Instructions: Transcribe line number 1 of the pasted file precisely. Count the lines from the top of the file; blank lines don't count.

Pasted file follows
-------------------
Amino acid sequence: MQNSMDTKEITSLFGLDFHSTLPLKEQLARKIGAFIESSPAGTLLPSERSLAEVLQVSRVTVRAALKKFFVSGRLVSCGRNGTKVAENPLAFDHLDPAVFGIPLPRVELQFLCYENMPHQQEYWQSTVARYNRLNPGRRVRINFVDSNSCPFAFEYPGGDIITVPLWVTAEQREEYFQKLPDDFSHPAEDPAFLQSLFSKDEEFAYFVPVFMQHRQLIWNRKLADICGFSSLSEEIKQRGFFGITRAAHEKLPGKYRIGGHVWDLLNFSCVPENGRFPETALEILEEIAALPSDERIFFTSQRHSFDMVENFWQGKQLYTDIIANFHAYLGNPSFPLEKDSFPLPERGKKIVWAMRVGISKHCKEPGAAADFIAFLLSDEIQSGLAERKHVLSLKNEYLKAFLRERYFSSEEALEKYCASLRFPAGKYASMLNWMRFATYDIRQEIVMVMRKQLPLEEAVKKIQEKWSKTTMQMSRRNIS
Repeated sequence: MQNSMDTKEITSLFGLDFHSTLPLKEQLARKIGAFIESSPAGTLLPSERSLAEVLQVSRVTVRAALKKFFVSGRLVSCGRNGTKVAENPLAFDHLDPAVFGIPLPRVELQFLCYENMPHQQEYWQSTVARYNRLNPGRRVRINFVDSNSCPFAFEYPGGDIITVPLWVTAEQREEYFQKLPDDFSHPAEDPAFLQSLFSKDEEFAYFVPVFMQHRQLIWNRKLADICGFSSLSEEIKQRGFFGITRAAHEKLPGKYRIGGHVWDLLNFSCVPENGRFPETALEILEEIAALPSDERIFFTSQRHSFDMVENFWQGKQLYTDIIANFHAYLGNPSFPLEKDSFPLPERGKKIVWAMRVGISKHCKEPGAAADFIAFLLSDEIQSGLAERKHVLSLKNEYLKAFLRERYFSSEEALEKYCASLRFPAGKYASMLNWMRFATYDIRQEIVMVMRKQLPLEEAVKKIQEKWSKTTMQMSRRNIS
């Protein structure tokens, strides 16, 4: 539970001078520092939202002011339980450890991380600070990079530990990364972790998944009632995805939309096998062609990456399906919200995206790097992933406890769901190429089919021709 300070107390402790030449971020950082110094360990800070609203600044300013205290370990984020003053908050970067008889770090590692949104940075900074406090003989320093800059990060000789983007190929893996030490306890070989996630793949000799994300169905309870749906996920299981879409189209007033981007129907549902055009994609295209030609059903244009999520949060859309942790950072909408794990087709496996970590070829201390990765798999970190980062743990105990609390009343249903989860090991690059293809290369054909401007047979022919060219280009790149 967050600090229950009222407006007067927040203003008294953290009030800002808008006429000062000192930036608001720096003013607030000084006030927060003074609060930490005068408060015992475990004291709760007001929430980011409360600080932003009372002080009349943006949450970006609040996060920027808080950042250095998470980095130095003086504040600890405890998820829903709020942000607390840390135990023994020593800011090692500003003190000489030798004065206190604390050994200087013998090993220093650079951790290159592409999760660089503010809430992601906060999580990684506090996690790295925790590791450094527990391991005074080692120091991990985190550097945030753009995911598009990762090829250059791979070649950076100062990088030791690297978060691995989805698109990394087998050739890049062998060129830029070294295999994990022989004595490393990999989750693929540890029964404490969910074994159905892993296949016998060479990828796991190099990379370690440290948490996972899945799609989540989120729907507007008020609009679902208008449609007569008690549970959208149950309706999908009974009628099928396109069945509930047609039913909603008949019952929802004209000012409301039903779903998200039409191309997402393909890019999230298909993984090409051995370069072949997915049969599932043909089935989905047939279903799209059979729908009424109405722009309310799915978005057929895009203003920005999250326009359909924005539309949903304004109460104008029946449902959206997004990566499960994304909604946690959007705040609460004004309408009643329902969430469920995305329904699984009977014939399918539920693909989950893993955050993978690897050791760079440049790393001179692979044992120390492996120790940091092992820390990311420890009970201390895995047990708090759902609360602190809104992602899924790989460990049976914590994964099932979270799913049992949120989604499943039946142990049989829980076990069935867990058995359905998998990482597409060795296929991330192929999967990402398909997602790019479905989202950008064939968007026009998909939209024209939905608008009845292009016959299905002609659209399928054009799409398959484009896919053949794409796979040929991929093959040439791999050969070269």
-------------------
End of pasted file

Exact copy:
Amino acid sequence: MQNSMDTKEITSLFGLDFHSTLPLKEQLARKIGAFIESSPAGTLLPSERSLAEVLQVSRVTVRAALKKFFVSGRLVSCGRNGTKVAENPLAFDHLDPAVFGIPLPRVELQFLCYENMPHQQEYWQSTVARYNRLNPGRRVRINFVDSNSCPFAFEYPGGDIITVPLWVTAEQREEYFQKLPDDFSHPAEDPAFLQSLFSKDEEFAYFVPVFMQHRQLIWNRKLADICGFSSLSEEIKQRGFFGITRAAHEKLPGKYRIGGHVWDLLNFSCVPENGRFPETALEILEEIAALPSDERIFFTSQRHSFDMVENFWQGKQLYTDIIANFHAYLGNPSFPLEKDSFPLPERGKKIVWAMRVGISKHCKEPGAAADFIAFLLSDEIQSGLAERKHVLSLKNEYLKAFLRERYFSSEEALEKYCASLRFPAGKYASMLNWMRFATYDIRQEIVMVMRKQLPLEEAVKKIQEKWSKTTMQMSRRNIS